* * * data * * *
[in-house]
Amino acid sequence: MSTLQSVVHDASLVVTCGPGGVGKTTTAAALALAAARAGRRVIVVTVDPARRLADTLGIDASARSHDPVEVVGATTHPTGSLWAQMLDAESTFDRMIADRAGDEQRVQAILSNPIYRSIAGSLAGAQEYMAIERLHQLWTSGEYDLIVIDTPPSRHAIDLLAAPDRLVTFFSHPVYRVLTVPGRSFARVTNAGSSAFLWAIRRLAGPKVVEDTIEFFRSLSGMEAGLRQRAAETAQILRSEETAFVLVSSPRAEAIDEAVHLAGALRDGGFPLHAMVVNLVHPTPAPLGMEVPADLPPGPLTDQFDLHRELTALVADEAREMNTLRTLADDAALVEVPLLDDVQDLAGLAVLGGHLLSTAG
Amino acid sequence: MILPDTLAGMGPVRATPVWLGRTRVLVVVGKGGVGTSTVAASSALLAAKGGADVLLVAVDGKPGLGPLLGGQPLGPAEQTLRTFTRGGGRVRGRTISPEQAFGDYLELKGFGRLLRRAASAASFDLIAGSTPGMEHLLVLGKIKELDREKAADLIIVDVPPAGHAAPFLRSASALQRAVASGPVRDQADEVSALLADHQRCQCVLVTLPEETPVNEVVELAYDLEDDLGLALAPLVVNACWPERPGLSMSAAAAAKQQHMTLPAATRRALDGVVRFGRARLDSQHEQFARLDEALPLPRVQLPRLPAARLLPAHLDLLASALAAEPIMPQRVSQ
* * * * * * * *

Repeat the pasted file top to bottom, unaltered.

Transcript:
[in-house]
Amino acid sequence: MSTLQSVVHDASLVVTCGPGGVGKTTTAAALALAAARAGRRVIVVTVDPARRLADTLGIDASARSHDPVEVVGATTHPTGSLWAQMLDAESTFDRMIADRAGDEQRVQAILSNPIYRSIAGSLAGAQEYMAIERLHQLWTSGEYDLIVIDTPPSRHAIDLLAAPDRLVTFFSHPVYRVLTVPGRSFARVTNAGSSAFLWAIRRLAGPKVVEDTIEFFRSLSGMEAGLRQRAAETAQILRSEETAFVLVSSPRAEAIDEAVHLAGALRDGGFPLHAMVVNLVHPTPAPLGMEVPADLPPGPLTDQFDLHRELTALVADEAREMNTLRTLADDAALVEVPLLDDVQDLAGLAVLGGHLLSTAG
Amino acid sequence: MILPDTLAGMGPVRATPVWLGRTRVLVVVGKGGVGTSTVAASSALLAAKGGADVLLVAVDGKPGLGPLLGGQPLGPAEQTLRTFTRGGGRVRGRTISPEQAFGDYLELKGFGRLLRRAASAASFDLIAGSTPGMEHLLVLGKIKELDREKAADLIIVDVPPAGHAAPFLRSASALQRAVASGPVRDQADEVSALLADHQRCQCVLVTLPEETPVNEVVELAYDLEDDLGLALAPLVVNACWPERPGLSMSAAAAAKQQHMTLPAATRRALDGVVRFGRARLDSQHEQFARLDEALPLPRVQLPRLPAARLLPAHLDLLASALAAEPIMPQRVSQ